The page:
This area encompassed the Danube-Tiza Canal. During its brief history, the division's area of operations would change only slightly, ending just southeast,  between  Vrbas and Novi Sad.

German officers from 'Kama'.

Like its sister, majorities of 'Kama' recruits were Bosnian Muslims. So, once again, the division was Croat in name only - although the Bosnian Muslims were NDH citizens. As what had happened in 'Handzar', frictions between cultures were also appeared in 'Kama'. Fredo Gensicke, a Reichdeutsche SS sergeant who was transferred to the 'Kama' on July 20, 1944, described the Bosnian Muslim soldiers in his unit as follows:

"There were forever complications with the Bosnian soldiers...On the other hand, there were those Muslims so fanatical in their religion that one could get a knife stuck in the back if you would twist your hand around, forcing the tassel on the Fez hat to move around".

The division began to take shape in earnest in July and August 1944. 'Kama' Division was to be structured identically to 'Handzar' with two regiments gebirgsjger, each with four battalions; an artillery regiment, also of four battalions; battalions of engineers, flak and reconnaissance, and the customary support units. However, 'Kama never received enough men to flesh out any of its units. At its peak strength in September 1944, it only had 3,793 men within its total ranks. The main reason of this was the decline of the Third Reich positions on all fronts.

Inglorious End

During the months of August and September1944, the Red Army made some dangerous advances in the Balkan and Hungary. The training bases for the 'Kama' Division was suddenly precariously close to the front lines. The SS-FHA attempted to get the division ready for combat, citing the unrealistic date of September 24th as when the unit readies for frontline service. It would have been sheer suicide to commit the division to the front line service, especially since it had always been intended for service against Yugoslavian partisan and not the crack troops of a victorious Red Army.

SS-Oberfhrer Gustav Lombard, the last commander of 'Kama' Division.

Meanwhile, the disaster that struck Germany made Bosnian soldiers morale wane in the division itself. As they entered the final phase of their training, one German reported:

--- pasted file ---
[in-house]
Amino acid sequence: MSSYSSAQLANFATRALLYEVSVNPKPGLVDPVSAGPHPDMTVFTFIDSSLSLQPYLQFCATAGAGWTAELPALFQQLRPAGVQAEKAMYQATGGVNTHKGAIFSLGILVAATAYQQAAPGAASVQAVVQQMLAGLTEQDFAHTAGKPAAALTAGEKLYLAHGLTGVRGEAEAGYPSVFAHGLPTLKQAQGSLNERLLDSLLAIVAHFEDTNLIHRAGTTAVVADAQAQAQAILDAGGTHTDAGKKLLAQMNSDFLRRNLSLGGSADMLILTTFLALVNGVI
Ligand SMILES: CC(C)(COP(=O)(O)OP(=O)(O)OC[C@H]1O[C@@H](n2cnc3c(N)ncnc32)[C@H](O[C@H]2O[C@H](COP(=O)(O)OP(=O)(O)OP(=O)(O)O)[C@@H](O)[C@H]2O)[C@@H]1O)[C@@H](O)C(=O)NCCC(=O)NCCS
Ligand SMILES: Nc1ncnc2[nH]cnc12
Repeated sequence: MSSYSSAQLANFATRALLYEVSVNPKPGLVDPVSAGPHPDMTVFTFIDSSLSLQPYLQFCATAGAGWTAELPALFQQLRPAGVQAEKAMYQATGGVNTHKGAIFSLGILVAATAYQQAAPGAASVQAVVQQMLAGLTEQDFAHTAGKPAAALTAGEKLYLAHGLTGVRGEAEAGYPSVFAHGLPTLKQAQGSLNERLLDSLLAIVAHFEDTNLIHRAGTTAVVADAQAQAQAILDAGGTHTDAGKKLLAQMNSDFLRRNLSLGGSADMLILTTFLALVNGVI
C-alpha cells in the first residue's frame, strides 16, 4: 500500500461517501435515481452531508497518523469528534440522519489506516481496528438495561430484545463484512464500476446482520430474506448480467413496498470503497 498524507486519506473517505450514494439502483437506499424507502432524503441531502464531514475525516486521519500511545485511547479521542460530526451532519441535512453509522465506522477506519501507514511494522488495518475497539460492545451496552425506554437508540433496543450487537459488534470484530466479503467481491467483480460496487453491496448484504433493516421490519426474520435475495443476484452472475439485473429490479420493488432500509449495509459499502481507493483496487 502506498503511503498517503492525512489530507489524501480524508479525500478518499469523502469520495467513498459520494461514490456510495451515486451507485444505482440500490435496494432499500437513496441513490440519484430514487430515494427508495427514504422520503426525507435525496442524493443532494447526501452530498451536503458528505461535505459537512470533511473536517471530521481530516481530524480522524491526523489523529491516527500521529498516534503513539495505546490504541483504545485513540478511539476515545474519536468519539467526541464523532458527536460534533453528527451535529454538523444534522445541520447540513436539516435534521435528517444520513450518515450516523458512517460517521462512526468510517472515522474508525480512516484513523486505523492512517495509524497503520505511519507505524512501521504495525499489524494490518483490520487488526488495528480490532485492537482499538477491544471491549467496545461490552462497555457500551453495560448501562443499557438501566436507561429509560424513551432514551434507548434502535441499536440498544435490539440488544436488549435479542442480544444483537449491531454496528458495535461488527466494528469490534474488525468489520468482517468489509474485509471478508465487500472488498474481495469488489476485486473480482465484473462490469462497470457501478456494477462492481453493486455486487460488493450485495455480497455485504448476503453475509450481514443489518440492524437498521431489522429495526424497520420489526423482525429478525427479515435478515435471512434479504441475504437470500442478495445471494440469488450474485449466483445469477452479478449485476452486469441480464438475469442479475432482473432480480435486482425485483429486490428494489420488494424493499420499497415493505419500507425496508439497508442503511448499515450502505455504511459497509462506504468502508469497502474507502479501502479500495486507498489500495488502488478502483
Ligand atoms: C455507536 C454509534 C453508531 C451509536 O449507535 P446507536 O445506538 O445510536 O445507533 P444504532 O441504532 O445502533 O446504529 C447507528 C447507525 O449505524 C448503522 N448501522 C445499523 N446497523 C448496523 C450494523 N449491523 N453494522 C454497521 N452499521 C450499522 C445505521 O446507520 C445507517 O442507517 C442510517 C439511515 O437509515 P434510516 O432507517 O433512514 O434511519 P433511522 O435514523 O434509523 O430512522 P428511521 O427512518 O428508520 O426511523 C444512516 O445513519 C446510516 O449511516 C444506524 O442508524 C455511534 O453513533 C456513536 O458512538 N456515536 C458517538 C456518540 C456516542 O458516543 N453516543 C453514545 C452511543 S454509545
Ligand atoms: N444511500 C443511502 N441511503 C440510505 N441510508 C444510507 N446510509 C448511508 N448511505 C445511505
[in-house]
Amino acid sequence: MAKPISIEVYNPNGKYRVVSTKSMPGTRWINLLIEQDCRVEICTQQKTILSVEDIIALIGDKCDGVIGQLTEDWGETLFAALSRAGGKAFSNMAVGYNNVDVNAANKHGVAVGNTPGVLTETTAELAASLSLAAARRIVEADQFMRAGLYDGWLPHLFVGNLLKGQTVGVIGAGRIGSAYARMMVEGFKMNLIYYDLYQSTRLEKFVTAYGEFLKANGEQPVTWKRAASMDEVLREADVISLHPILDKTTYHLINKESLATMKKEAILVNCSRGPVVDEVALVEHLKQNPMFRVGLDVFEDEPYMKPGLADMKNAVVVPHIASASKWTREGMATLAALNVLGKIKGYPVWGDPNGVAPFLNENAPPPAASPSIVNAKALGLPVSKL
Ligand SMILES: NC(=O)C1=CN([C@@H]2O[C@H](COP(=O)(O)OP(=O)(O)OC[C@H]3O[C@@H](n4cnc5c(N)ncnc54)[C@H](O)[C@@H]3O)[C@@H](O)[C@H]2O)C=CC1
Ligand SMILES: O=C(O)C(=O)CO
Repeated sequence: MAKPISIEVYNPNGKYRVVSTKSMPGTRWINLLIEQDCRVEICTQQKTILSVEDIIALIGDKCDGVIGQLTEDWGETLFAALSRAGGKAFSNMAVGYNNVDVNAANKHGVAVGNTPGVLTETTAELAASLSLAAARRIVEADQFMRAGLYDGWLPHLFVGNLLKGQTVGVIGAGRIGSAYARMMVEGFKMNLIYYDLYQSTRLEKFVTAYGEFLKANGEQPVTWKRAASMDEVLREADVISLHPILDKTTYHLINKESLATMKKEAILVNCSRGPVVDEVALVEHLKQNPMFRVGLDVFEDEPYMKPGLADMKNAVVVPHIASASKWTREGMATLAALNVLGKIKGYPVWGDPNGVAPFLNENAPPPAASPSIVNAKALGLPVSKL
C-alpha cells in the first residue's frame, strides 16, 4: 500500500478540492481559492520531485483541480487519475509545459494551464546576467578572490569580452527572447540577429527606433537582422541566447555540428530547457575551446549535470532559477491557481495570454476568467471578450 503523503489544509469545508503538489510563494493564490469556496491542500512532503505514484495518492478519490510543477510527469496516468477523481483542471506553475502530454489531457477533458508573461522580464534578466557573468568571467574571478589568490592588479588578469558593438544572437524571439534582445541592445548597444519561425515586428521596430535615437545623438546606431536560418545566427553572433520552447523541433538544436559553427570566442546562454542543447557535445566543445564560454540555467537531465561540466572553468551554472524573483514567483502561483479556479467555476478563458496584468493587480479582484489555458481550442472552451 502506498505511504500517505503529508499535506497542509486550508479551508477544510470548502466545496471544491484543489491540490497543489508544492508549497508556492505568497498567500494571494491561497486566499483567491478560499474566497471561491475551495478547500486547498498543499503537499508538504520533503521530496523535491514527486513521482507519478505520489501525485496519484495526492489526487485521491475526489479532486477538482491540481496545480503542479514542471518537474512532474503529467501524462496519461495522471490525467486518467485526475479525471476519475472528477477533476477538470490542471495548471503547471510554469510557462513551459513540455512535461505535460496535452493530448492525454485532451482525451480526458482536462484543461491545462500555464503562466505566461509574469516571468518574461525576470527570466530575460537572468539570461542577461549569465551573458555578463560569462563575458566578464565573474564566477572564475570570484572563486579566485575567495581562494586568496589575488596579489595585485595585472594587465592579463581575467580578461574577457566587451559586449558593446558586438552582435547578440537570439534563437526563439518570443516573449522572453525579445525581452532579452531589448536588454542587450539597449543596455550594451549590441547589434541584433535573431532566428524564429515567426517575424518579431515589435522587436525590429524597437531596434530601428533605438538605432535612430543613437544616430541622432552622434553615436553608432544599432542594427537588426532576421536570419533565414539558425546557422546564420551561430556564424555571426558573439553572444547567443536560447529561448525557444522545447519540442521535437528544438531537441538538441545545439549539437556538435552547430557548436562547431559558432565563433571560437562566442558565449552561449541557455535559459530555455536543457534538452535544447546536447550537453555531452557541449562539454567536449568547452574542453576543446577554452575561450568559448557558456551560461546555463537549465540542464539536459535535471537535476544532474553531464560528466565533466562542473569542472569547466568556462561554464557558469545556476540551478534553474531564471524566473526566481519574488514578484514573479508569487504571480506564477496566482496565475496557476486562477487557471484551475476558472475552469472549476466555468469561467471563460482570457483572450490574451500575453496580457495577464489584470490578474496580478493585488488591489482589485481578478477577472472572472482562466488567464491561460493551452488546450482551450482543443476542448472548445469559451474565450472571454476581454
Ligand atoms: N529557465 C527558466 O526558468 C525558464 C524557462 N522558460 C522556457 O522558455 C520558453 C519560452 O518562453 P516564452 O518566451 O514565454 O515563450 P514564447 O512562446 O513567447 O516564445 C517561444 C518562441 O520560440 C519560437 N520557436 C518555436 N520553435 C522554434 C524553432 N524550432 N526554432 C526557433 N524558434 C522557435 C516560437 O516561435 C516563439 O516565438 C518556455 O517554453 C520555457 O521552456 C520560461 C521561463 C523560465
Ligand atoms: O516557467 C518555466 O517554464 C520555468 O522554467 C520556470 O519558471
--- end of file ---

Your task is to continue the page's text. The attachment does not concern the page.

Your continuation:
"(our) company was quartered in a Stiechowice school. I bunked with (two NCOs), Werner Rauner from Thuringia and a Muslim. One day this Muslim departed; he had been given a furlough. His last words to us were that he would not be returning. We took it as a joke. We in fact never saw him again".

SS-Gruppenfhrer Karl-Gustav Sauberzweig, the commander of the IX.Waffen Gebirgskorps (kroatisches) that command both 'Kama' and 'Handzar' divisions, was alarmed with the mass desertions of his Bosnian soldiers. He suggested the Reichsfhrer SS to disarm the Bosnian and to dissolved their's divisions. Himmler rejected the plea but agree to make some changes to the corps, insisted that the Bosnians remain in service.

According an order that issued on 24 September, the Bosnians of the 'Kama' (about 2,000 men) under SS-Standartenfhrer Hellmuth Raithel were to be transported to Bosnia, where they and the 'Handzar' Division would be reorganized into two small divisions of about 10,000 men each. These 'Kama' elements were to be moved by rail to the area between Gradiste, Zupanja, and Bosnjaci, where the "new" division of 'Kama' was to be formed.

To reinforce the moral of Bosnian troops, Himmler send the Grand Mufti of Jerusalem to address imams of the corps. The mufti planned to meet all IX.Waffen Gebirgskorps imams near Budapest on 11 October. But the 'Kama' Division imams were unable to attend due the heavy fighting on the Tisza River. And so the Mufti.

The supposed 'Kama' Division collar tab.

Meanwhile, the unrealistic date of committal 'Kama' Division passed. If all of this wasn't bad enough, the Bosnians of the division, who had been disengaged from the front line in Hungary and had begun the planned move into Bosnia, mutinied on 17 October. One German officer allegedly killed. Raithel managed to gain quick control of the situation but for all practicals purposed this spelled the end of his division. Thereafter, the SS-FHA realized that no time was left for the 'Kama' Division to form.

As the Red Army moved into Hungary, the German military leaders decided to disband the unit and make as much use of the already formed personnel as possible by transferring them as replacements to other divisions. The decision was made in October 1944, and most of the divisional elements went to help form the 31.SS Freiwilligen-Grenadier Division. The Muslims of 'Kama' were ordered to report to the 'Handzar' Division. Some of them deserted on the way the 'Handzar' headquarters, but most reported for duty. The divisional number 23 were then handed over to the newly forming Dutch  SS.Freiwilligen Panzergrenadier Division 'Nederland'.

During its brief five-month life, the 'Kama' commanders were SS-Standartenfhrer Hellmuth Raithel and SS-Oberfhrer Gustav Lombard. The SS was supposed had been prepared a symbol for the divisions collar tab and vehicle identification shield, depicting a round sun with its rays radiating from the center.